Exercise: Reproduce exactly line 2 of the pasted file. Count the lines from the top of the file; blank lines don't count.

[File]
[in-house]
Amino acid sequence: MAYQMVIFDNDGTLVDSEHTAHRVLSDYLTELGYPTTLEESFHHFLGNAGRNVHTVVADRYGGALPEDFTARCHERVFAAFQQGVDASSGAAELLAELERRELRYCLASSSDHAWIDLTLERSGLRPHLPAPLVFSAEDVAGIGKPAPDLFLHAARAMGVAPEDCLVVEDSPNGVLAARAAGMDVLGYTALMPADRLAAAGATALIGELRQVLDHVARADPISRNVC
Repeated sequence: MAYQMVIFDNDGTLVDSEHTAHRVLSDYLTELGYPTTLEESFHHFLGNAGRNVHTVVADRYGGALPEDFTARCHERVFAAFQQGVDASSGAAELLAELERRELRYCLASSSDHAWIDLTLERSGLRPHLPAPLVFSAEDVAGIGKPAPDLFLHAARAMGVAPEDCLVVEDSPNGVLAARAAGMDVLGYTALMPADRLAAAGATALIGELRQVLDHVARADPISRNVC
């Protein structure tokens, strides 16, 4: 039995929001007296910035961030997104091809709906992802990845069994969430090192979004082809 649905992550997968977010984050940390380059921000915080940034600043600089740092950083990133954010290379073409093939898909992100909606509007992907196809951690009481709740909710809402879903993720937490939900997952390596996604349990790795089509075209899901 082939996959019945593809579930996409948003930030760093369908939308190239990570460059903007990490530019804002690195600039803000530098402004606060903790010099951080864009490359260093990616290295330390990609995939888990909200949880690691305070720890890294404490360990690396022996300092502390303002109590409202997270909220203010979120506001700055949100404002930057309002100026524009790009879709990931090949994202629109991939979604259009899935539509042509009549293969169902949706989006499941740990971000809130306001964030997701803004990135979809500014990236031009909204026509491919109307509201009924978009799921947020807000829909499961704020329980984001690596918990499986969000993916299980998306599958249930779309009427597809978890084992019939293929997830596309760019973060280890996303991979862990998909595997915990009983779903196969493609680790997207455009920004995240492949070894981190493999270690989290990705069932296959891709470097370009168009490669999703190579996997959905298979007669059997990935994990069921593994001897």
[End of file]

Amino acid sequence: MAYQMVIFDNDGTLVDSEHTAHRVLSDYLTELGYPTTLEESFHHFLGNAGRNVHTVVADRYGGALPEDFTARCHERVFAAFQQGVDASSGAAELLAELERRELRYCLASSSDHAWIDLTLERSGLRPHLPAPLVFSAEDVAGIGKPAPDLFLHAARAMGVAPEDCLVVEDSPNGVLAARAAGMDVLGYTALMPADRLAAAGATALIGELRQVLDHVARADPISRNVC